The Gatekeepers of Statehood: The European Union and the Recognition of States

12. Gëzim Visoka and Edward Newman (forthcoming) The Gatekeepers of Statehood: The European Union and the Recognition of States, Ann Arbor: The University of Michigan Press.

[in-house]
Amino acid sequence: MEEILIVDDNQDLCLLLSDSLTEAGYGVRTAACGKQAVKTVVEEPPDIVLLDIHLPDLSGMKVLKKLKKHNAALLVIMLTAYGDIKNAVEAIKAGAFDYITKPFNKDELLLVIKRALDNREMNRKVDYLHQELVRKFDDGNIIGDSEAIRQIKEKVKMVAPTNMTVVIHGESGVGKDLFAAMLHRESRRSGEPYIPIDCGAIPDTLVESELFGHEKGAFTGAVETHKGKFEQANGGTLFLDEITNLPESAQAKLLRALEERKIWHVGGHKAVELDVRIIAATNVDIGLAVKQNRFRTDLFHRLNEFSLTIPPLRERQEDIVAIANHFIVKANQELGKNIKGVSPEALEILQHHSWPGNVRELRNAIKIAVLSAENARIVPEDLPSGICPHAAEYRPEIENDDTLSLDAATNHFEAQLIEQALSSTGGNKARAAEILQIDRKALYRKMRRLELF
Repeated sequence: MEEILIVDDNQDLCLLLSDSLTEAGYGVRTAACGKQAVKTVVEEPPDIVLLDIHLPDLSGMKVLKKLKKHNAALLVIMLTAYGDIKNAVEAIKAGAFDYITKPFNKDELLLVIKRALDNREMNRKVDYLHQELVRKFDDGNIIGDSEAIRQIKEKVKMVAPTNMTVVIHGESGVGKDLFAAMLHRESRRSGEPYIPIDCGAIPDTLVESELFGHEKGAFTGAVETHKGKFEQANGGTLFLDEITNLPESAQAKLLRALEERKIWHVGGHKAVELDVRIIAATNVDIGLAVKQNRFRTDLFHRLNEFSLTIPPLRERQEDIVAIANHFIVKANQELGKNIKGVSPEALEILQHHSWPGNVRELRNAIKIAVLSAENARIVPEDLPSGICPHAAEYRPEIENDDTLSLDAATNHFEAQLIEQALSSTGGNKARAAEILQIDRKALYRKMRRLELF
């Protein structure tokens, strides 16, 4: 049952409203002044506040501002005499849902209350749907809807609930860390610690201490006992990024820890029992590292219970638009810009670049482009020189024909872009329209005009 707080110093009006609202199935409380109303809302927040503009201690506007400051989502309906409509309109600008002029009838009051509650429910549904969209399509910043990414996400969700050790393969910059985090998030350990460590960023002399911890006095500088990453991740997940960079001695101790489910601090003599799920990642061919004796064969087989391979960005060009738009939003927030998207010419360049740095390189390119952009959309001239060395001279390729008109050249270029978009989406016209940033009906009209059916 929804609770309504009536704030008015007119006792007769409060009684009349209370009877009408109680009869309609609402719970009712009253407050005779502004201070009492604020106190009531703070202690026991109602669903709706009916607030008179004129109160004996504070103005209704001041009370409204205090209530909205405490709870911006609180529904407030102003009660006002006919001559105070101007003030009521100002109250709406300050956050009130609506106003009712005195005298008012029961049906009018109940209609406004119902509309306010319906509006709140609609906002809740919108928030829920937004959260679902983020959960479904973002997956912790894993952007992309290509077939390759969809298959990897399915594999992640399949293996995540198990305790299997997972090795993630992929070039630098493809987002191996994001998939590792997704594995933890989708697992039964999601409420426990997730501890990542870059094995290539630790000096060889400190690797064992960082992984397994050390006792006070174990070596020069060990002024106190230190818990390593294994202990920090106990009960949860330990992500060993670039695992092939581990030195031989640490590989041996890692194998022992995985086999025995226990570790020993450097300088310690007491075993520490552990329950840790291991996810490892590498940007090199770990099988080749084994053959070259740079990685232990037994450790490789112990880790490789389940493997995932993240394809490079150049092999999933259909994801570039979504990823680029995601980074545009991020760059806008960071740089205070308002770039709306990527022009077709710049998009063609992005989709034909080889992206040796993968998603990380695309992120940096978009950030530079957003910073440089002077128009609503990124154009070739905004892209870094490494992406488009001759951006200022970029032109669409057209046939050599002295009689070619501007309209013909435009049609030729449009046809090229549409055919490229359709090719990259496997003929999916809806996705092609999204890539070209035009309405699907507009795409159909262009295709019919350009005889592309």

Although a great deal is known about the role of the United Nations in the recognition of states, less is known about the practice of state recognition by regional organisations, such as the European Union. This is a significant gap in the existing literature which has not been substantively tackled either by state recognition or European foreign policy scholars. Since the early 1990s, the EU has taken a stance on 37 state-like entities seeking recognition. The EU has granted collective recognition to 26 states, it has withheld collective recognition from nine self-proclaimed states, and left it to its members to decide on a national policy in two specific cases. Yet, our knowledge on the EU’s response to state recognition is fragmented: existing studies generally focus on the EU’s response and involvement in individual cases, thus lacking a more comprehensive and overarching explanation of the policies and responses to state creation and recognition and the norms which shape these processes. This book will be the first comprehensive and ground-breaking study of the EU’s engagement with the politics of international recognition, as a key example of the impact of regional organisations in this area. It seeks to examine the capacity, determinants, and practices of the EU in relation to state recognition. Our overarching argument is that the EU’s practice of state recognition is based on a complex balance between internal and external considerations, which expose tensions between the EU’s constitutive principles and the geopolitical realities it faces. By looking at the internal and external determinants of the EU’s response to state recognition our book will show that the EU has in place a substantial and growing capacity to initiate and coordinate a shared response to secession and state recognition. The book is aimed at advanced students, researchers, and policy-makers working on state recognition, European foreign policy, and the diplomatic practice of regional organisations. 

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